HSI drifts down as revival of US inflation fears adds to worries

PUBLISHED : Saturday, 18 May, 1996, 12:00am
UPDATED : Saturday, 18 May, 1996, 12:00am

Hong Kong stocks drifted lower in sluggish trade yesterday, as fears of higher interest rates and the looming Sino-US trade war kept investors on the sidelines.

Stronger-than-expected housing start figures from the United States released on Thursday boosted US bond yields, as they showed inflation might not be as dormant as many believed.

This led to selling on Wall Street and added to the worries of Hong Kong investors, many of whom were already concerned about the threatened US sanctions against China.

The Hang Seng Index closed 16.56 points down at 10,816.85, a loss of 0.15 per cent. At one stage it had been 37.53 points up.

Turnover was light at $2.97 billion, the second lowest level so far this year and down from the revised $3.04 billion for Thursday.

Kent Rossiter, senior institutional sales manager at Nikko Securities, said: 'It was a slow day. The long bond yields started changing direction again and that worried people here.' Yields on US 30-year Treasury bonds rose sharply on Thursday after a government report showed housing starts in April rose 5.9 per cent, against an expected 0.8 per cent decline.

This put pressure on stocks, as it fuelled fears the US Federal Reserve might move to raise interest rates sooner than expected.

Many people are using the uncertainty about interest rates as a reason to stay out of the market.

Gary Ting, investment director at ImPac Asset Management, said: 'Investors are waiting for further indications about inflation from the US.' Brokers said threatened US sanctions against China, which would hurt many Hong Kong firms, created nervousness but did not generate major selling.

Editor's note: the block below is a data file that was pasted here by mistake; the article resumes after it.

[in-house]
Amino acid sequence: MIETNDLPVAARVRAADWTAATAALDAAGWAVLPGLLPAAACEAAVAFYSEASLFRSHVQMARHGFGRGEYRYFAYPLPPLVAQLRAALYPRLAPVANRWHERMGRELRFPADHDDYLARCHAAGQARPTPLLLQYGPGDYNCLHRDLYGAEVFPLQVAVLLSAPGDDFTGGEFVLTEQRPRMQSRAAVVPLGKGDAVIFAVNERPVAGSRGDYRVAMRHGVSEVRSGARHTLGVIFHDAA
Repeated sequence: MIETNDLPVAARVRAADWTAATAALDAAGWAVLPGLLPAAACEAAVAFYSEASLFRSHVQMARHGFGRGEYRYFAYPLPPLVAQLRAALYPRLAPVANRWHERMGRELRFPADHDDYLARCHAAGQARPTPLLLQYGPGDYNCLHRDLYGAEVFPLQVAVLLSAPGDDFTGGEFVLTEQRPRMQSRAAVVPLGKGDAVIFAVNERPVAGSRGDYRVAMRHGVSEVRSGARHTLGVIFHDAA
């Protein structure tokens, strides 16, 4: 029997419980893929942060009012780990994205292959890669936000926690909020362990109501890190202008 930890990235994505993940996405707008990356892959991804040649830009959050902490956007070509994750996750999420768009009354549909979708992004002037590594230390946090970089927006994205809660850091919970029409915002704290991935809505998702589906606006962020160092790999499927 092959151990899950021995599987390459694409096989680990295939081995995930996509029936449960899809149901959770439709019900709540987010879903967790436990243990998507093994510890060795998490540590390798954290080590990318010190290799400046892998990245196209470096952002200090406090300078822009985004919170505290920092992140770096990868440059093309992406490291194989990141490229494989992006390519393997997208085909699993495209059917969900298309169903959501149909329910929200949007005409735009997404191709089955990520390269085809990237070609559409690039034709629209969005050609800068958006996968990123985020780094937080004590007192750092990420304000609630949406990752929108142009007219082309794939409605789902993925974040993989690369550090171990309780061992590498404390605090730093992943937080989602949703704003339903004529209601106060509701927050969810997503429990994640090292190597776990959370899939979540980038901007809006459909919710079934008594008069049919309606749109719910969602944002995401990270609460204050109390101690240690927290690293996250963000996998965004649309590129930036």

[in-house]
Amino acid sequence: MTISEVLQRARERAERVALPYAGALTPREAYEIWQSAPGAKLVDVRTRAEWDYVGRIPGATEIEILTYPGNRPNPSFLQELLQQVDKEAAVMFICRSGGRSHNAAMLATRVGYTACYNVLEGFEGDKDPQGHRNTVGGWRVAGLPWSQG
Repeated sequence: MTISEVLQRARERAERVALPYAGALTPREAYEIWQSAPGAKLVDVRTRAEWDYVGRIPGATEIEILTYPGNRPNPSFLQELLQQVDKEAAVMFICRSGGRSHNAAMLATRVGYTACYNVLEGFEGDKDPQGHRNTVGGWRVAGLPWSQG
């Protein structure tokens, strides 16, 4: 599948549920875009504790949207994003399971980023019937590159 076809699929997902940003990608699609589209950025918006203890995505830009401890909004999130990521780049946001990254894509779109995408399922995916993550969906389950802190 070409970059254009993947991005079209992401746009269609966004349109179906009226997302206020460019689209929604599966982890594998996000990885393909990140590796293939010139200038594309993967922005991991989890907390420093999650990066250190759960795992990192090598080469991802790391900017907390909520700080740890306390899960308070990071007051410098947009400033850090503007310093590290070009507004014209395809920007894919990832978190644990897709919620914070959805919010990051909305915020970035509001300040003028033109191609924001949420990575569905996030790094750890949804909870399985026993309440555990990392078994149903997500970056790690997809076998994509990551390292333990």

Among the 33 Hang Seng Index stocks, 13 advanced, five closed unchanged, and 15 went backwards.

Banks hurt the index the most, as they suffered from the threat of higher interest rates and from the lingering mortgage war.

The Hang Seng finance sub-index lost 0.7 per cent to 10,012.36. HSBC led the market in net loss, dropping $1 to $112. Hang Seng Bank fell 50 cents to $78.50.

Utilities were stronger, as investors sought out the defensive stocks. The Hang Seng utilities sub-index gained 0.28 per cent to 10,583.47.

Stephen Doe, regional research analyst at HG Asia, said: 'The utilities have been quite a good market recently. That reflects the fact people are not that positive about Hong Kong.' Among utilities to gain, Hongkong Electric added 25 cents to $24.50, and Hongkong & China Gas climbed 15 cents to $12.15.

A few smaller counters attracted attention, with Orient Telecom & Technology heavily traded following its announcement it would distribute assets to shareholders.

Orient gained 10 cents, or 2.73 per cent, to $3.75 after news that it would distribute the 500 million shares it owns in Thai-listed TelecomAsia.

Brokers see the index drifting lower next week as the trade dispute continues to overhang the market.